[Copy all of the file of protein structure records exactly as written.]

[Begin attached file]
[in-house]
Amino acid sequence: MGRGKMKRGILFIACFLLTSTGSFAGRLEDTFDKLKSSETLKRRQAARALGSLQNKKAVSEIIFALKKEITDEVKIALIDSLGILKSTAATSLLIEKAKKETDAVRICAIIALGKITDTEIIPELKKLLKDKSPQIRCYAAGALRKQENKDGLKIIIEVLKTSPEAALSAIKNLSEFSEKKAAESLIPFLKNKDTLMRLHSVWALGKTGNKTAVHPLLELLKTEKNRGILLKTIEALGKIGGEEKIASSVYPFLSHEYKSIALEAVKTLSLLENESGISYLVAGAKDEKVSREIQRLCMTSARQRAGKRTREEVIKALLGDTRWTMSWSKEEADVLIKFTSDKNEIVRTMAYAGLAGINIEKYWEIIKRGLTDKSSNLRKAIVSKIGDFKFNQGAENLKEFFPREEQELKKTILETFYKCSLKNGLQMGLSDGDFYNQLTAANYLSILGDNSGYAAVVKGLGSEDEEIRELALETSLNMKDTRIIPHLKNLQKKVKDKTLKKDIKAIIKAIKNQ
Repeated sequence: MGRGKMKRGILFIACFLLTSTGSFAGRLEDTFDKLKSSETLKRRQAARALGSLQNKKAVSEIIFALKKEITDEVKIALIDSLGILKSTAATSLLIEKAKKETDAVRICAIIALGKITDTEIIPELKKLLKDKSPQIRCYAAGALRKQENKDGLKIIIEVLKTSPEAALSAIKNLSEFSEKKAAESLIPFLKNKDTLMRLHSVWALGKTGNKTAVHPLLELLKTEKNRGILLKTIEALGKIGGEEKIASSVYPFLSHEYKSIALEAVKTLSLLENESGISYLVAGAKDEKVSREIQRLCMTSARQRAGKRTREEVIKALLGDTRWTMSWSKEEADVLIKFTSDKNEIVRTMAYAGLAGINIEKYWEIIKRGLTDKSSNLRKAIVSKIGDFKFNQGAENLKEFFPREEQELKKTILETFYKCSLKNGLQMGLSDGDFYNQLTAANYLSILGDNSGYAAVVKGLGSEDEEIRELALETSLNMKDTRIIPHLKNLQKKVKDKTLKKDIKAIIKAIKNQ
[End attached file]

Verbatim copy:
[in-house]
Amino acid sequence: MGRGKMKRGILFIACFLLTSTGSFAGRLEDTFDKLKSSETLKRRQAARALGSLQNKKAVSEIIFALKKEITDEVKIALIDSLGILKSTAATSLLIEKAKKETDAVRICAIIALGKITDTEIIPELKKLLKDKSPQIRCYAAGALRKQENKDGLKIIIEVLKTSPEAALSAIKNLSEFSEKKAAESLIPFLKNKDTLMRLHSVWALGKTGNKTAVHPLLELLKTEKNRGILLKTIEALGKIGGEEKIASSVYPFLSHEYKSIALEAVKTLSLLENESGISYLVAGAKDEKVSREIQRLCMTSARQRAGKRTREEVIKALLGDTRWTMSWSKEEADVLIKFTSDKNEIVRTMAYAGLAGINIEKYWEIIKRGLTDKSSNLRKAIVSKIGDFKFNQGAENLKEFFPREEQELKKTILETFYKCSLKNGLQMGLSDGDFYNQLTAANYLSILGDNSGYAAVVKGLGSEDEEIRELALETSLNMKDTRIIPHLKNLQKKVKDKTLKKDIKAIIKAIKNQ
Repeated sequence: MGRGKMKRGILFIACFLLTSTGSFAGRLEDTFDKLKSSETLKRRQAARALGSLQNKKAVSEIIFALKKEITDEVKIALIDSLGILKSTAATSLLIEKAKKETDAVRICAIIALGKITDTEIIPELKKLLKDKSPQIRCYAAGALRKQENKDGLKIIIEVLKTSPEAALSAIKNLSEFSEKKAAESLIPFLKNKDTLMRLHSVWALGKTGNKTAVHPLLELLKTEKNRGILLKTIEALGKIGGEEKIASSVYPFLSHEYKSIALEAVKTLSLLENESGISYLVAGAKDEKVSREIQRLCMTSARQRAGKRTREEVIKALLGDTRWTMSWSKEEADVLIKFTSDKNEIVRTMAYAGLAGINIEKYWEIIKRGLTDKSSNLRKAIVSKIGDFKFNQGAENLKEFFPREEQELKKTILETFYKCSLKNGLQMGLSDGDFYNQLTAANYLSILGDNSGYAAVVKGLGSEDEEIRELALETSLNMKDTRIIPHLKNLQKKVKDKTLKKDIKAIIKAIKNQ